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Has anyone grown or got an Escallonia Hedge longer than 15 metres

Isle of Wight, United Kingdom Gb

I need to replace a boundary in my back garden which is currently some 6ft fence panels on 3 inch wooden posts. The posts have started to rot and they need some concrete spurs and some of the panels need replacing and part of the fence is missing so there will be new panels and posts for that! I have been quoted over £900 for the whole job. I hat the thought of paying to have ugly concrete spurs put on the fence so I have been researching the possibility of planting a living boundary and have decided on a double (maybe)Escallonia Edinensis Hedge. The length is over 15 metres (sorry for keep switching between imperial and metric) and will cost at the place I have sourced around £200 plus some soil improvement. How good are Escallonias at being maintained, growing, and creating a good living screen, any advice would be welcome

On plant Escallonia



Escallonia Edinensis is a very good choice, your best buy would be plants about 3ft. high at £3-£4 each = 30 £90 or £120. 4ft. 6 ins. would be twice as much : £8 each. you may be able to get 10per cent off on this amount.
The plants should be fairly full in themselves and in 2 years will form what you require. Simple trimming with secateurs and tying in will help to form the ultimate hedge.
Hope this will help in you desicion.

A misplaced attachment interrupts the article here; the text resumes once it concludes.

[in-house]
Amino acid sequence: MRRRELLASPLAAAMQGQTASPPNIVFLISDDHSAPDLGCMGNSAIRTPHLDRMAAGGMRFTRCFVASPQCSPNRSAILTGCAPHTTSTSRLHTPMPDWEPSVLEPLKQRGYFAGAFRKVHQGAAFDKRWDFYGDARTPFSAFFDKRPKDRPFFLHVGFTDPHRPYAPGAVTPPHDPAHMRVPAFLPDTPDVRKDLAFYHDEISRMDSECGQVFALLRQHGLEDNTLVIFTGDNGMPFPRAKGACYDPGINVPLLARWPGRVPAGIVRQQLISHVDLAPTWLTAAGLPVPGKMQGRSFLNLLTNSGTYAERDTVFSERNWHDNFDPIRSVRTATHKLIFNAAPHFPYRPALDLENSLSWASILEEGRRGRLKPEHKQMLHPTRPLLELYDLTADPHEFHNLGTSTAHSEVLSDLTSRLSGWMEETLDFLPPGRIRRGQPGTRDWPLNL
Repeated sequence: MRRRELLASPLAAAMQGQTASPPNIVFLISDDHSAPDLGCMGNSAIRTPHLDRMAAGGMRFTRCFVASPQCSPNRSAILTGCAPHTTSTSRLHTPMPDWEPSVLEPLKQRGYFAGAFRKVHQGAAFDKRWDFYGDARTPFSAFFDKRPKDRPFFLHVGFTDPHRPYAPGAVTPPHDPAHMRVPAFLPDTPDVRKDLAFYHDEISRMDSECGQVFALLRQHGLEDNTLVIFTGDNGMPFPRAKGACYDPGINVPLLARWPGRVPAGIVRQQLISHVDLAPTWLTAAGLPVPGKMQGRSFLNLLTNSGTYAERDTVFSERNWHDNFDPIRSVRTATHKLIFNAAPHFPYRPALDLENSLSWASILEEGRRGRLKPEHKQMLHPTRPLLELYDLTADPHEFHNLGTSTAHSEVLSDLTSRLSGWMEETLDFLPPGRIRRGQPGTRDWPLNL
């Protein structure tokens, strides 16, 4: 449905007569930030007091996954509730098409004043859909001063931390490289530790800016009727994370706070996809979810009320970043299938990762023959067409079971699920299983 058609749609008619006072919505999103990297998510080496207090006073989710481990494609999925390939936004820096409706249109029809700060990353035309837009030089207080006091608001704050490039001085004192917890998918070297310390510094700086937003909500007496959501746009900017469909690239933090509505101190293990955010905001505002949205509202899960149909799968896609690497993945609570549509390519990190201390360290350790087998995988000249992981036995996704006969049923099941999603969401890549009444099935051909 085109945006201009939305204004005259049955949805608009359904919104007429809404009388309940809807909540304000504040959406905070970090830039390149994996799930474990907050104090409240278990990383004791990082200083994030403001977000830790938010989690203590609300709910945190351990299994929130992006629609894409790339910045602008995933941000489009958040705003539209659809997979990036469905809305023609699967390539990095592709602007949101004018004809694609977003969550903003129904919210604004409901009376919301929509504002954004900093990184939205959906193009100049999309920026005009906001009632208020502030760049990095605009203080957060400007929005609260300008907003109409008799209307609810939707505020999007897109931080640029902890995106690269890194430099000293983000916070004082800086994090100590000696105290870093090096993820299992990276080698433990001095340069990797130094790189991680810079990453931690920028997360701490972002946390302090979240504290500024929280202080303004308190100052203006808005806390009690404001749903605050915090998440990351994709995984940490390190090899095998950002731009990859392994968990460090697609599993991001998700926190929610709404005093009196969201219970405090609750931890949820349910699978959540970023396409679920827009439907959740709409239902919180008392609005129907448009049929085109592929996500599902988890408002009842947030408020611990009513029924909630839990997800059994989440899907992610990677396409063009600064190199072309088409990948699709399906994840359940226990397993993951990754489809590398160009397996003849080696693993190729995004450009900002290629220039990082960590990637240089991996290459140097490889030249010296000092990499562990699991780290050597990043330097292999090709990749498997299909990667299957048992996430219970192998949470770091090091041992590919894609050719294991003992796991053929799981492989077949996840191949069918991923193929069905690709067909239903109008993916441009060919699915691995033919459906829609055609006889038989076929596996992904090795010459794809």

6 Apr, 2009


Do you know anywhere I can get my hands on these, the 4ft 6 would be the best option, and would you recommend a double or single hedge

6 Apr, 2009


The local senior school has a boundary hedge of escallonia 'appleblossom'. the groundsmen cut it twice a year with hedgetrimmers. keeps the teenagers in so it cant be too bad. its a big frontage too.

6 Apr, 2009


if you get a tall clump forming bamboo you can keep splitting it and replanting it in a row or if not near the house you can buy a roll of live willow shoots and just plant them.just something a bit different

6 Apr, 2009


Have you looked at Photinia Red Robin as hedgng - I had some of this in a long mixed hedge at my old house and it did very well, and was a vigorous shrub, colourful and easy to maintain.

7 Apr, 2009


I am looking at Escallonia because it is compact and evergreen and does not have any gaps. It is a no work (apart form the easy pruning) twice a year, it doesn't need splitting or constant attention. I'm not really looking for alternatives, I am firmly decided on Escallonia, I just wanted to know how other members had found it as a hedge.

7 Apr, 2009


fair play

7 Apr, 2009

How do I say thanks?

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